Lawsuit claims dams harm endangered salmon

Posted Jan. 31, 2011, at 9:02 p.m.

AUGUSTA, Maine — Conservation groups filed a lawsuit in federal court Monday against the owners of several dams on the Kennebec and Androscoggin rivers, claiming the companies were violating the Endangered Species Act by failing to protect Atlantic salmon.

The lawsuits, filed in federal courts in Portland and Bangor by Friends of Merrymeeting Bay and Environment Maine, claim that endangered Atlantic salmon are being harmed or killed in the turbines of seven dams on the two rivers.

Additionally, the lawsuits contend the dams impede salmon migration and alter habitat needed by the once-abundant fish. The result is salmon populations at “perilously low levels,” according to the lawsuits.

The plaintiffs want the court to find the companies in violation of the Endangered Species Act and to order them to take unspecified steps to avoid harming or killing salmon.

The corporations targeted by the lawsuit are Brookfield Renewable Power, NextEra Energy Resources, Merimil Ltd. Partnership, Miller Hydro Group and Topsham Hydro Partners. Those corporations operate the Weston, Shawmut, Lockwood and Hydro Kennebec dams on the Kennebec River and the Brunswick, Worumbo and Pejepscot dams on the Androscoggin River.

Representatives for Brookfield Renewable Power and NextEra declined to comment Monday evening because they had not yet seen the lawsuits.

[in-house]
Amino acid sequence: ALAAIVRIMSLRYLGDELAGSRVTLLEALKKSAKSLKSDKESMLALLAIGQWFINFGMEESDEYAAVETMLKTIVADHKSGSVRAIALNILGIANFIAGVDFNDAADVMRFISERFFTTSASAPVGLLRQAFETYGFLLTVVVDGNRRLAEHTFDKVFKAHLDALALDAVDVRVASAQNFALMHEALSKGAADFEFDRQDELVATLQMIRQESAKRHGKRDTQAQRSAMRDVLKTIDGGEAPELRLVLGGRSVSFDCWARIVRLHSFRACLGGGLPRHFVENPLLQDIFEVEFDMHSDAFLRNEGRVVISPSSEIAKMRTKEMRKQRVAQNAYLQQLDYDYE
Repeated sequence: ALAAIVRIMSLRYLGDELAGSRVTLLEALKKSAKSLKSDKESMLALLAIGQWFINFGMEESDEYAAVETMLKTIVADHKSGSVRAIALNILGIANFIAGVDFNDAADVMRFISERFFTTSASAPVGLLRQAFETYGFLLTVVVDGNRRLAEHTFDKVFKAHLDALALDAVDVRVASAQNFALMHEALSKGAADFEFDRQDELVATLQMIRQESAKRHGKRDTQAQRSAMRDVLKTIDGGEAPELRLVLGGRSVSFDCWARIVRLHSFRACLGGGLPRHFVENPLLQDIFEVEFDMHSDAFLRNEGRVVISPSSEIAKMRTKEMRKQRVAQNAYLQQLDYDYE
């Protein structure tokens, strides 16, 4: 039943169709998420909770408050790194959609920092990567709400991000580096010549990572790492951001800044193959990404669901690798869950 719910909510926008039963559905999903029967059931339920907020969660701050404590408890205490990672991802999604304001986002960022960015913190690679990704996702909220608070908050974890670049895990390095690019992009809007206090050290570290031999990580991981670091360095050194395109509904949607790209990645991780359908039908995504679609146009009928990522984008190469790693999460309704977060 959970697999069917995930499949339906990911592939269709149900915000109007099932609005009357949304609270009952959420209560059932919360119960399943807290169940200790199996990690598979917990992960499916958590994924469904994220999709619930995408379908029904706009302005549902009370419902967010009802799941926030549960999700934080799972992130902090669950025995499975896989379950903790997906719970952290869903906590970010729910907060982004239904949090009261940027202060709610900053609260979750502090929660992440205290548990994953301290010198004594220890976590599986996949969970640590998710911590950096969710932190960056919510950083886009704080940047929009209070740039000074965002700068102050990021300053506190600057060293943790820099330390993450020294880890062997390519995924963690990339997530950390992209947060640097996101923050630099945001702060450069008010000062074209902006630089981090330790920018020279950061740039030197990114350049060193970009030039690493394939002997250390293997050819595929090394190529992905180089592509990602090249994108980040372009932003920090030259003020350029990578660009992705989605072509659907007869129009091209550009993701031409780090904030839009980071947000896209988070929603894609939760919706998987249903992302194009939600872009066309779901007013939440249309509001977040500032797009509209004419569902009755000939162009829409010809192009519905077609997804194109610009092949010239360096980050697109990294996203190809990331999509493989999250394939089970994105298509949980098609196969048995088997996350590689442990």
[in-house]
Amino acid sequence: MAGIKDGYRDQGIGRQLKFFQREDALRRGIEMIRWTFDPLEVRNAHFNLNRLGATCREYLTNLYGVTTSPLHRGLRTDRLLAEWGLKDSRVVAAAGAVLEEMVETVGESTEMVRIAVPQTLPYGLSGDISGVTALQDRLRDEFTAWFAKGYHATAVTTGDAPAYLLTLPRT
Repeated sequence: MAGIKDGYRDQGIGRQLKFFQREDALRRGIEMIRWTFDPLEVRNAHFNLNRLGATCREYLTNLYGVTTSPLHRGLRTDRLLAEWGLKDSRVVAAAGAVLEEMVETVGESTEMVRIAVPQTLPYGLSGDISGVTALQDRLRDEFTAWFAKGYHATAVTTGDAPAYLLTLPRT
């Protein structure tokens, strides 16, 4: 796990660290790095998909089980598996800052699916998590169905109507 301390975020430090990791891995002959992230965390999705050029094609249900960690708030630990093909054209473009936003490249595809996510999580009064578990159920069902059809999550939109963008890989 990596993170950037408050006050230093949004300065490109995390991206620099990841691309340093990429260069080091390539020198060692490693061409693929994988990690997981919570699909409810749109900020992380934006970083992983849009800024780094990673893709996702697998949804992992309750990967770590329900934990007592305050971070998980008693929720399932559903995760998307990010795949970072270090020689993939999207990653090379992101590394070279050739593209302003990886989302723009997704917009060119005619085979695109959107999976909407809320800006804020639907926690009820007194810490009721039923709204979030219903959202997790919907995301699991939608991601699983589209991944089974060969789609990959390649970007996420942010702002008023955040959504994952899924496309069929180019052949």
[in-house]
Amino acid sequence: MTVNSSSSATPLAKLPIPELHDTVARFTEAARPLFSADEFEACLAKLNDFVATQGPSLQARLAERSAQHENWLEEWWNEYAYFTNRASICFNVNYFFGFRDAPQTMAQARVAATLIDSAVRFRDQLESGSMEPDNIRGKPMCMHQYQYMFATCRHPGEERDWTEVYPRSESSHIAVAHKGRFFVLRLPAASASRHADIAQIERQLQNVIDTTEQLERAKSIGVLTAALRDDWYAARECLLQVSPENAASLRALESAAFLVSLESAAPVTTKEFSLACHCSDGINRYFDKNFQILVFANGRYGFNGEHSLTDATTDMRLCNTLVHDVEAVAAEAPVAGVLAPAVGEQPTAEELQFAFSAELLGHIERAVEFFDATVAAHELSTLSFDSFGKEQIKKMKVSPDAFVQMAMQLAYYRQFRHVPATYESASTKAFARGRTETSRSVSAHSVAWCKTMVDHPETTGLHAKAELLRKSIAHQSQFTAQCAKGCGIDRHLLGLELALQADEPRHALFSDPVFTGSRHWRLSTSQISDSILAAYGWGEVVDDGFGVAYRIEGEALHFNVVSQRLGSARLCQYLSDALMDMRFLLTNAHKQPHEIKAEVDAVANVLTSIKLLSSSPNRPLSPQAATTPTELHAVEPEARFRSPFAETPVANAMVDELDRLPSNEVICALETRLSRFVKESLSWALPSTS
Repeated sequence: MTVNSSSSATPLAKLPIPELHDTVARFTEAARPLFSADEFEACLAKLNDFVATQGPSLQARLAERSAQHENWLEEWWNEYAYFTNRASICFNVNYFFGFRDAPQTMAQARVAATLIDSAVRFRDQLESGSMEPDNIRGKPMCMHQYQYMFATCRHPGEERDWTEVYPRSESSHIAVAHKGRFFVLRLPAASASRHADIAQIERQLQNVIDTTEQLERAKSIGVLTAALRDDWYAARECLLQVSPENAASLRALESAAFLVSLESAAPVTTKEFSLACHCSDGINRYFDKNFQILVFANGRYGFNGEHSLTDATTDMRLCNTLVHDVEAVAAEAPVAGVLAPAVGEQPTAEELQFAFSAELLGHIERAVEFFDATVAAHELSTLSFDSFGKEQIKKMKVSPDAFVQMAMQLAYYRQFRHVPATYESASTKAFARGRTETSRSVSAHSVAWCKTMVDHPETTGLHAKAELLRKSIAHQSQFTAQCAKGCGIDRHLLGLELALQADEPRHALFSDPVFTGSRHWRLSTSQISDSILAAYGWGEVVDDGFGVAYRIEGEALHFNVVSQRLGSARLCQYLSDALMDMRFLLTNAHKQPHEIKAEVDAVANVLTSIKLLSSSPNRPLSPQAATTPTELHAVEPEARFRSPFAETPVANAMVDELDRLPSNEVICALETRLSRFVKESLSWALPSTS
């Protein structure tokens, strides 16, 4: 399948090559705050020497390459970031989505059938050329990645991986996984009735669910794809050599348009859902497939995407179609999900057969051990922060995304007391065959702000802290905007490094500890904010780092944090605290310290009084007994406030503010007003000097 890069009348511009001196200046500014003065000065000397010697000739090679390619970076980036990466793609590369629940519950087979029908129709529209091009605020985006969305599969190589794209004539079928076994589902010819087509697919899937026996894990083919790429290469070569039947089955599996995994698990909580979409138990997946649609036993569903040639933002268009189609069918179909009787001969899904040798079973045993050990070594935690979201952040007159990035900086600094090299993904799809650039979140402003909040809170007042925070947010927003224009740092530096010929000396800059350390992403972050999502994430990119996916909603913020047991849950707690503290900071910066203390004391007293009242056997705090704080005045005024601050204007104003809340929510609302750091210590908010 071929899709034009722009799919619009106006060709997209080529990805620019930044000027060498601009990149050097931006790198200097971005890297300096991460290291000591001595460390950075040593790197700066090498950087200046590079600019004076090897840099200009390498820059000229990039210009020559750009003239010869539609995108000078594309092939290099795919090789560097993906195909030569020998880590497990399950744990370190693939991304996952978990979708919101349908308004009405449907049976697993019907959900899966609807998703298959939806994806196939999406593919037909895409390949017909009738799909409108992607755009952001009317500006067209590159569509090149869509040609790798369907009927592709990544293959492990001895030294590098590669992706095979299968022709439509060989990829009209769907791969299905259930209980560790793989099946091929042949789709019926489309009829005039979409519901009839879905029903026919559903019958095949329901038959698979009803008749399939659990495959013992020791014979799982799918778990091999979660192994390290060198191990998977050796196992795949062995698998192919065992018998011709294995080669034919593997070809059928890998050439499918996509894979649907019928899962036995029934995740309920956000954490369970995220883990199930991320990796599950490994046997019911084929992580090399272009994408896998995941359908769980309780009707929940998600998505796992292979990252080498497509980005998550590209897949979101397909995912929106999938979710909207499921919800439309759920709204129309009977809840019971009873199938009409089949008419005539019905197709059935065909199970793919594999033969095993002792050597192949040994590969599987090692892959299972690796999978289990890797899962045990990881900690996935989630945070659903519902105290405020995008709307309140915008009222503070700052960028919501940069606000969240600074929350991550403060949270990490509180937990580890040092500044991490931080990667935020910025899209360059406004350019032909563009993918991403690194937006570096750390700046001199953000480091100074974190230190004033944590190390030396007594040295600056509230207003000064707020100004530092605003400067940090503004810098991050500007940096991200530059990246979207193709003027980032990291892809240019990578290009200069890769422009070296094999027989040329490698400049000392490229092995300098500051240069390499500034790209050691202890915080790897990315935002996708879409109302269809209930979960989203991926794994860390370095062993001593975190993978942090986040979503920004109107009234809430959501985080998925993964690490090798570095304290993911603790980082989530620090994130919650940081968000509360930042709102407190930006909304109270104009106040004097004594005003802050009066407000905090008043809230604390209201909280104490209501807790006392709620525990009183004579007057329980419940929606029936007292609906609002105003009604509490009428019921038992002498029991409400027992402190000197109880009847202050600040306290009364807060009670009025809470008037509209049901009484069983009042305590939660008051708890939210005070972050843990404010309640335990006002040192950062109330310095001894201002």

In June 2009, the U.S. Fish and Wildlife Service and the National Oceanic and Atmospheric Administration announced that Atlantic salmon populations in the Kennebec, Androscoggin and Penobscot rivers would be protected as endangered species.

Such a designation prohibits salmon from being harassed, injured or killed. But companies or even government agencies can apply for special permits or statements from the federal government to shield themselves from liability.

To date, none of the dam owners have received such permits.

“Until they get those permits, they are all violating the law because they are killing fish, and the Endangered Species Act says you can’t do that,” said Ed Friedman, chairman of the Friends of Merrymeeting Bay.

In recent years, nearly 1,000 or more adult Atlantic salmon have returned to the Penobscot annually to spawn. In addition, salmon advocates hope populations of the fish will rebound upon completion of a massive river restoration project involving the removal of two Penobscot dams and construction of a new fish bypass around a third.

But returns on the Kennebec and Androscoggin rivers have been virtually nonexistent.

Just five salmon were counted returning to the Kennebec last year and nine to the Androscoggin, according to trap count numbers from the Department of Marine Resources.

Friedman pointed out that it was members of his group and the Friends of Kennebec Salmon that filed the lawsuit that forced the federal agencies to review the status of salmon in the three large rivers. Now, those groups are having to turn to the courts again to force dam owners to comply with the Endangered Species Act, he said.

Friedman said the dam owners could take a number of steps to avoid harming salmon, ranging from shutting down turbines during salmon migration — an unlikely scenario, given the length of the spawning season — to installing screens over turbines.

“Salmon aren’t on the same timetable as the [federal] services or the dam owners,” he said.

The lawsuits come at a time of heightened political tension between environmentalists and business interests. Gov. Paul LePage and likely members of his administration have said environmental regulations are stymieing business growth.

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